Once In A (Marathon) Lifetime Conditions Forecast For Boston On Monday

By LetsRun.com
April 16, 2011

It's always a runner's dream to have that one incredible day where everything is absolutely perfect.

For the people running Monday's Boston marathon, the one thing that looks like it will basically be perfect is the weather. Currently, absolutely incredible weather conditions are being predicted for Monday's Boston marathon. The current weather forecast is so incredible that they truly might be described as once-in-a-career weather conditions for a runner.

There are primarily two things a runner worries about when racing a marathon on a point-to-point course like Boston - wind and temperature.

Take a look at the following two images and try to tell us that the weather and wind aren't ideal for Boston.

Boston course map

Screenshot Taken From
Marathonguide.com

Boston Weather Forecas (Race Starts at 10 am)

Forecast Screenshot Taken From
Weather.com

The Boston course runs Northeast basically the entire 26.2 miles, as the runners travel from Hopkinton to downtown Boston, and 18 mph winds out of the WSW are currently expected. The temperature is expected to be high 40s to low 50s during the elite race, which is nearly ideal - basically perfect.

If one were artificially creating the conditions, the only changes one might make would be to lower the temperature by about 5 degrees and make it overcast instead of sunny, as the sun can make it feel a bit more draining.

So if you are running on Boston on Monday, our advice is simple: Run smart and fast, as you'll not likely get conditions any better than this during your lifetime - at least your prime marathon lifetime.

The Boston marathon did enjoy conditions like this 17 years ago back in 1994 (but most people's marathon primes don't last 17 years), and the results were remarkable.

A Chicago Tribune recap of the 1994 race described the weather as being mid-50s with a 19 mph tailwind, very similar to what is expected for Monday. What ended up happening? Well, Kenya's Cosmas Ndeti broke the men's course record by 36 seconds with a 2:07:15. That record time lasted for 15 years in Boston until Robert Kipkoech Cheuiyot (not the one that won last year in Boston) broke it by one second in 2006. It's actually only been bettered one other time - last year, when the other Robert (Kiprono) Cheruyiot ran 2:05:52. On the women's side, the course record was also set in 1994, as Joan Benoit Samuelson's old record was shattered by 58 seconds, with Uta Pippig running 2:21:45, which still stands as the women's course record.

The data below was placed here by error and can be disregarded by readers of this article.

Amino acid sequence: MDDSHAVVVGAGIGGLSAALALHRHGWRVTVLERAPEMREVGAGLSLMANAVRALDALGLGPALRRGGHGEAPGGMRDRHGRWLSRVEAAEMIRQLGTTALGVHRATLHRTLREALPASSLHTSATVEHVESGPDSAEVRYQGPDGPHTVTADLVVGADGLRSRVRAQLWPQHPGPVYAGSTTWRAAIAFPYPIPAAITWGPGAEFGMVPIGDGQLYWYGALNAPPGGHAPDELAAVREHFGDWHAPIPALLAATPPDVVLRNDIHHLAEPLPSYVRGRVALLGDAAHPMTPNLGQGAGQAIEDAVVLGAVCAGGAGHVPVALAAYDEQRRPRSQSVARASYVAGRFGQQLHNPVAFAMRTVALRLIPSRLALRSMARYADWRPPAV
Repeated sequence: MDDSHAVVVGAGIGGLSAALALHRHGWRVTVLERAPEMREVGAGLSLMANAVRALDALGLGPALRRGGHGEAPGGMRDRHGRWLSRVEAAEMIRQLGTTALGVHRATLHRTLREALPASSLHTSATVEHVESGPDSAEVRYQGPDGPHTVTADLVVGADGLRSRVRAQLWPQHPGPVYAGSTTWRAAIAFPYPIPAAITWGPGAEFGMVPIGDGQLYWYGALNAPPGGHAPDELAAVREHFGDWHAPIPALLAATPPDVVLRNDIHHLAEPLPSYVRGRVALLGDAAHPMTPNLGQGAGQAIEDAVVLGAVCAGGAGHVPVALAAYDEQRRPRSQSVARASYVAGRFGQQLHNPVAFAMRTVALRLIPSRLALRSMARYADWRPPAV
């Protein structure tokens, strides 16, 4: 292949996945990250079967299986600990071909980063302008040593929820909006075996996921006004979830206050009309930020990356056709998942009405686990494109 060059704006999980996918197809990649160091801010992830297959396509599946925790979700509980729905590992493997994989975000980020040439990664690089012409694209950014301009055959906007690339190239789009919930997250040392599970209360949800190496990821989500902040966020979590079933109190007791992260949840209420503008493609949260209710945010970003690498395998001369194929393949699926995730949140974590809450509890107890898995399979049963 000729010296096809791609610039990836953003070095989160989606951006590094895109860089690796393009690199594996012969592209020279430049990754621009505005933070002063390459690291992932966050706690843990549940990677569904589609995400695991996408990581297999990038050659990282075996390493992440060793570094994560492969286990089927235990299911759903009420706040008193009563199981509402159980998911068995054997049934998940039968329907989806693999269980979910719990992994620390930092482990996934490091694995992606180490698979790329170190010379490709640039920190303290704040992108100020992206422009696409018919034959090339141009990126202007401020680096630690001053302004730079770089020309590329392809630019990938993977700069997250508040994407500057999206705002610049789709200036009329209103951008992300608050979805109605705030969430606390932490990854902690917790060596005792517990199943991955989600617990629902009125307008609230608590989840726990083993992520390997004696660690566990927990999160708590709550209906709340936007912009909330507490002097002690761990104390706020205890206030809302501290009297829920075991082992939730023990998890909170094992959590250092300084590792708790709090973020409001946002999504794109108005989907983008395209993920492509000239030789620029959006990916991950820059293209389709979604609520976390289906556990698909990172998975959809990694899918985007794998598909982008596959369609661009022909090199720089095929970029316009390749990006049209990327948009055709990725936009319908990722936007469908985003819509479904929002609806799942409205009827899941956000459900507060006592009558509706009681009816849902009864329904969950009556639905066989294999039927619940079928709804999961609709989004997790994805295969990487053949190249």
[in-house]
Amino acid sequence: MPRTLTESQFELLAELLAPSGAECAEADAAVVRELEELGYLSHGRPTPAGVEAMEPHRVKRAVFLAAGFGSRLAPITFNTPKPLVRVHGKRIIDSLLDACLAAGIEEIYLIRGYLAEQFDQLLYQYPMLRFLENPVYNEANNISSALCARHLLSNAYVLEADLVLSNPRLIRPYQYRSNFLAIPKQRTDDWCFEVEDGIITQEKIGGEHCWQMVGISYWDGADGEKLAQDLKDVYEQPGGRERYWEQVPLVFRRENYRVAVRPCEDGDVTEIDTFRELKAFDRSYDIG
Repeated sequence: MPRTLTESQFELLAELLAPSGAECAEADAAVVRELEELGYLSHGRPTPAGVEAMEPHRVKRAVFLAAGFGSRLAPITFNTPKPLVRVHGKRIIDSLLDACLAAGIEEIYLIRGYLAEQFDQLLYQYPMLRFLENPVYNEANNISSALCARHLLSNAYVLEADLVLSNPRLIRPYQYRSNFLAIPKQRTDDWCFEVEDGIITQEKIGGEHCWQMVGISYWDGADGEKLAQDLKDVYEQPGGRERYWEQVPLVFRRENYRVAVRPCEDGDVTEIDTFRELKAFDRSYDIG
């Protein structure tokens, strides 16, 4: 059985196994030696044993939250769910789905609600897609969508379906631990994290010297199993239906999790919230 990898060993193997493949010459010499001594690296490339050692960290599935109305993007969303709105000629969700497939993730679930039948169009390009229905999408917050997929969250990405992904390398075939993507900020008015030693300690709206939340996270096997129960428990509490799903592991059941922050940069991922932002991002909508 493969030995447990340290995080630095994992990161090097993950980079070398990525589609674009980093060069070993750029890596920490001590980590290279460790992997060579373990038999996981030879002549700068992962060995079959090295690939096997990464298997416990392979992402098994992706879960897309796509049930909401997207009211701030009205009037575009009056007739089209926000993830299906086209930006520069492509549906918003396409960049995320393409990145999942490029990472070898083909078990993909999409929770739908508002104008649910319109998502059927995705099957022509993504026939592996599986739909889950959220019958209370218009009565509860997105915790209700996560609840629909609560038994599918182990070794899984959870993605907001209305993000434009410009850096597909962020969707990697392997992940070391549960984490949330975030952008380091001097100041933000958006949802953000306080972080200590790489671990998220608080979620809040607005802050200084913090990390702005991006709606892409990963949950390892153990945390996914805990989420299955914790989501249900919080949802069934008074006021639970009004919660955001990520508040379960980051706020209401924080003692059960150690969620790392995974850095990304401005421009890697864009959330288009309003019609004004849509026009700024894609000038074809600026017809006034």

Back in 1994, one American also took advantage of the conditions to have a career day. US Olympic marathoner Bob Kempainen, who never ran faster than 2:12:45 2:11:03 in his three other career marathons, produced the then-fastest time ever by an American in Boston as he ran 2:08:47, eclipsing Alberto Salazar's old record by 5 seconds. That US mark stood until Ryan Hall ran 2:08:41 last year.

So how much is the 1994-type weather potentially worth? A lot. We reached out to LetsRun.com coaching guru John Kellogg to ask him for his thoughts on the weather forecast.

"A near-20 mph tailwind might chop three or four minutes off someone's finishing time," said Mr. Kellogg. "A sub-2:03:59 clocking wouldn't actually shock me. I'll tell you this - if Boston had rabbits and the field that is assembled for the 2011 London marathon was running with a time bonus on the line, I'd actually be a little surprised if someone didn't run the fastest marathon time ever recorded."

It should be pointed out that even if there is a sub-2:03:59 clocking in Boston, it won't count as world record, as Boston isn't a record-eligible course given the fact that it is a point-to-point course.

Quantcast



Tell a friend about this article
(Dont worry we won't email your friend(s) again. We send them a 1 time email)
Enter their email address(es), separated by a comma.
Enter your name:

Don't Worry: We
Back to Main Front Page
Questions, comments or suggestions?Please email the LetsRun.com staff at suggestions@LetsRun.com.

Back To Top